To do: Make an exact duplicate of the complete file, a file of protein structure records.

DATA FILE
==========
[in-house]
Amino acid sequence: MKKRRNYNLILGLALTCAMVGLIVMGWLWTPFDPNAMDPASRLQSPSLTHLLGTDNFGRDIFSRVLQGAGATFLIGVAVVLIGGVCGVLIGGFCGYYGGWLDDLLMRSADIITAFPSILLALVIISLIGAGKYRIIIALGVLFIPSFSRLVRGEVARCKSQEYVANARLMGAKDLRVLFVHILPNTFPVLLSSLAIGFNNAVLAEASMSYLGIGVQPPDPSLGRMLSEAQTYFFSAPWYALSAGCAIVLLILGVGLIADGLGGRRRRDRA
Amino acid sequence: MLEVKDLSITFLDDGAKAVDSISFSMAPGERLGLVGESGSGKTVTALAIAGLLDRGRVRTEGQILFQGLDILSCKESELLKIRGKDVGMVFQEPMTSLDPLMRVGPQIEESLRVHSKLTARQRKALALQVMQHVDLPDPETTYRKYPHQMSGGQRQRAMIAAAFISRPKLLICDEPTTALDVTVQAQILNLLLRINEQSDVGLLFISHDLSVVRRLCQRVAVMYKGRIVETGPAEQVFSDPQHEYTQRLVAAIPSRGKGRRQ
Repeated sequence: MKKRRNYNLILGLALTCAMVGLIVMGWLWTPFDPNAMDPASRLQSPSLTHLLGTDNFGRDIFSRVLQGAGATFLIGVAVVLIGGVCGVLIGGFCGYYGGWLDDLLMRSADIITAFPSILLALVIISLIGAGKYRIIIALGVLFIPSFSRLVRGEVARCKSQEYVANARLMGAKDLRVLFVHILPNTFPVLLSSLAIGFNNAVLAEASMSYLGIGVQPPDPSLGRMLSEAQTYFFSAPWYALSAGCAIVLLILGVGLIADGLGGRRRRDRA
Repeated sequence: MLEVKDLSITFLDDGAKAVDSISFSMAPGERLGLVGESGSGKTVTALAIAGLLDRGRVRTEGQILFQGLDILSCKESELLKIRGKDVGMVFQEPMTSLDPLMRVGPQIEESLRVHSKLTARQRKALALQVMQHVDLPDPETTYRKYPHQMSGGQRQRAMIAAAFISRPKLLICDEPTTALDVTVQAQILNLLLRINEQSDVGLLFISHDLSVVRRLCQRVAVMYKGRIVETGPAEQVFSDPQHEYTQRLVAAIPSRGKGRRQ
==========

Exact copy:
[in-house]
Amino acid sequence: MKKRRNYNLILGLALTCAMVGLIVMGWLWTPFDPNAMDPASRLQSPSLTHLLGTDNFGRDIFSRVLQGAGATFLIGVAVVLIGGVCGVLIGGFCGYYGGWLDDLLMRSADIITAFPSILLALVIISLIGAGKYRIIIALGVLFIPSFSRLVRGEVARCKSQEYVANARLMGAKDLRVLFVHILPNTFPVLLSSLAIGFNNAVLAEASMSYLGIGVQPPDPSLGRMLSEAQTYFFSAPWYALSAGCAIVLLILGVGLIADGLGGRRRRDRA
Amino acid sequence: MLEVKDLSITFLDDGAKAVDSISFSMAPGERLGLVGESGSGKTVTALAIAGLLDRGRVRTEGQILFQGLDILSCKESELLKIRGKDVGMVFQEPMTSLDPLMRVGPQIEESLRVHSKLTARQRKALALQVMQHVDLPDPETTYRKYPHQMSGGQRQRAMIAAAFISRPKLLICDEPTTALDVTVQAQILNLLLRINEQSDVGLLFISHDLSVVRRLCQRVAVMYKGRIVETGPAEQVFSDPQHEYTQRLVAAIPSRGKGRRQ
Repeated sequence: MKKRRNYNLILGLALTCAMVGLIVMGWLWTPFDPNAMDPASRLQSPSLTHLLGTDNFGRDIFSRVLQGAGATFLIGVAVVLIGGVCGVLIGGFCGYYGGWLDDLLMRSADIITAFPSILLALVIISLIGAGKYRIIIALGVLFIPSFSRLVRGEVARCKSQEYVANARLMGAKDLRVLFVHILPNTFPVLLSSLAIGFNNAVLAEASMSYLGIGVQPPDPSLGRMLSEAQTYFFSAPWYALSAGCAIVLLILGVGLIADGLGGRRRRDRA
Repeated sequence: MLEVKDLSITFLDDGAKAVDSISFSMAPGERLGLVGESGSGKTVTALAIAGLLDRGRVRTEGQILFQGLDILSCKESELLKIRGKDVGMVFQEPMTSLDPLMRVGPQIEESLRVHSKLTARQRKALALQVMQHVDLPDPETTYRKYPHQMSGGQRQRAMIAAAFISRPKLLICDEPTTALDVTVQAQILNLLLRINEQSDVGLLFISHDLSVVRRLCQRVAVMYKGRIVETGPAEQVFSDPQHEYTQRLVAAIPSRGKGRRQ